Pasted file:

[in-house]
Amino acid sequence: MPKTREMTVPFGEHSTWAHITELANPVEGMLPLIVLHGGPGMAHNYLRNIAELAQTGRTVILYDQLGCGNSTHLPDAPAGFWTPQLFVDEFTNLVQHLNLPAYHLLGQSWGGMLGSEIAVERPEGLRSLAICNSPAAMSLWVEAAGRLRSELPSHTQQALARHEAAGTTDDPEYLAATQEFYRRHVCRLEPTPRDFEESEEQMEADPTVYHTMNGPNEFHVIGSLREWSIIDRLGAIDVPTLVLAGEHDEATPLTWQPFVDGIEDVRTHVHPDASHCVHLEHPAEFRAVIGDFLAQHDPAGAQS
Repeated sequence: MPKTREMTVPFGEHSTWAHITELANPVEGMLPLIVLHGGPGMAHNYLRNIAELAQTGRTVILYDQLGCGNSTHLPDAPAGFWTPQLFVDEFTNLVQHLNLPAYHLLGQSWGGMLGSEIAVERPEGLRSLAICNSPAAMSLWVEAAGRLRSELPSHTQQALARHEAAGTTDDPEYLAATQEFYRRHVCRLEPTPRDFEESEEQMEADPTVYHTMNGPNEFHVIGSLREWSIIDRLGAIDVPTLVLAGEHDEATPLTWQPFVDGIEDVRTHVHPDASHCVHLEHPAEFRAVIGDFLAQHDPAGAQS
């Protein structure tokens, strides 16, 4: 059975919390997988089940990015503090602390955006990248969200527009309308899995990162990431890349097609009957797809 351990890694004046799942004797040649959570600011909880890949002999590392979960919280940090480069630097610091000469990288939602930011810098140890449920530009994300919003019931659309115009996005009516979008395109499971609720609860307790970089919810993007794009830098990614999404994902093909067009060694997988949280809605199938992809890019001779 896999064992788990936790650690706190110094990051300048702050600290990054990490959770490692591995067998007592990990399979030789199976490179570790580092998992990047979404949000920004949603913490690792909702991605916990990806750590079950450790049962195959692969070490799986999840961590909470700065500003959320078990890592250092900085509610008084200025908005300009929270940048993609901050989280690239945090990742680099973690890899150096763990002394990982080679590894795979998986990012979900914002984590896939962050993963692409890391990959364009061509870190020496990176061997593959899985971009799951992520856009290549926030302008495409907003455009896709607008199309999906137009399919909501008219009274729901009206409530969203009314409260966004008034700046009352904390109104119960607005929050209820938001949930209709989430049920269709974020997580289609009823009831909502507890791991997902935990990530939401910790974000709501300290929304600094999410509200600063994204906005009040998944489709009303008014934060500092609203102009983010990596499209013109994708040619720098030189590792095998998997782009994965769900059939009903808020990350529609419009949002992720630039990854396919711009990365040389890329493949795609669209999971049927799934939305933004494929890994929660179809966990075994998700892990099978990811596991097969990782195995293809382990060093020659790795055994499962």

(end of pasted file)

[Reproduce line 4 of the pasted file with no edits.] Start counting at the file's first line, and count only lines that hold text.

């Protein structure tokens, strides 16, 4: 059975919390997988089940990015503090602390955006990248969200527009309308899995990162990431890349097609009957797809 351990890694004046799942004797040649959570600011909880890949002999590392979960919280940090480069630097610091000469990288939602930011810098140890449920530009994300919003019931659309115009996005009516979008395109499971609720609860307790970089919810993007794009830098990614999404994902093909067009060694997988949280809605199938992809890019001779 896999064992788990936790650690706190110094990051300048702050600290990054990490959770490692591995067998007592990990399979030789199976490179570790580092998992990047979404949000920004949603913490690792909702991605916990990806750590079950450790049962195959692969070490799986999840961590909470700065500003959320078990890592250092900085509610008084200025908005300009929270940048993609901050989280690239945090990742680099973690890899150096763990002394990982080679590894795979998986990012979900914002984590896939962050993963692409890391990959364009061509870190020496990176061997593959899985971009799951992520856009290549926030302008495409907003455009896709607008199309999906137009399919909501008219009274729901009206409530969203009314409260966004008034700046009352904390109104119960607005929050209820938001949930209709989430049920269709974020997580289609009823009831909502507890791991997902935990990530939401910790974000709501300290929304600094999410509200600063994204906005009040998944489709009303008014934060500092609203102009983010990596499209013109994708040619720098030189590792095998998997782009994965769900059939009903808020990350529609419009949002992720630039990854396919711009990365040389890329493949795609669209999971049927799934939305933004494929890994929660179809966990075994998700892990099978990811596991097969990782195995293809382990060093020659790795055994499962």